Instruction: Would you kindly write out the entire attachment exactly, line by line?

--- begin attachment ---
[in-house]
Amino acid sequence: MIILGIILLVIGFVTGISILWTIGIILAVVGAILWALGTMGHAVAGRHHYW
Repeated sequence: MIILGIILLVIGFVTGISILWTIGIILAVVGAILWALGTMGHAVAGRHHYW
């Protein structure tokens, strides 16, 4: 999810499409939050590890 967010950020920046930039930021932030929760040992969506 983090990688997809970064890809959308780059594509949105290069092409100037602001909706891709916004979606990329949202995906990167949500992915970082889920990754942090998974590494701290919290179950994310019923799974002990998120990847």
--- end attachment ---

[in-house]
Amino acid sequence: MIILGIILLVIGFVTGISILWTIGIILAVVGAILWALGTMGHAVAGRHHYW
Repeated sequence: MIILGIILLVIGFVTGISILWTIGIILAVVGAILWALGTMGHAVAGRHHYW
């Protein structure tokens, strides 16, 4: 999810499409939050590890 967010950020920046930039930021932030929760040992969506 983090990688997809970064890809959308780059594509949105290069092409100037602001909706891709916004979606990329949202995906990167949500992915970082889920990754942090998974590494701290919290179950994310019923799974002990998120990847």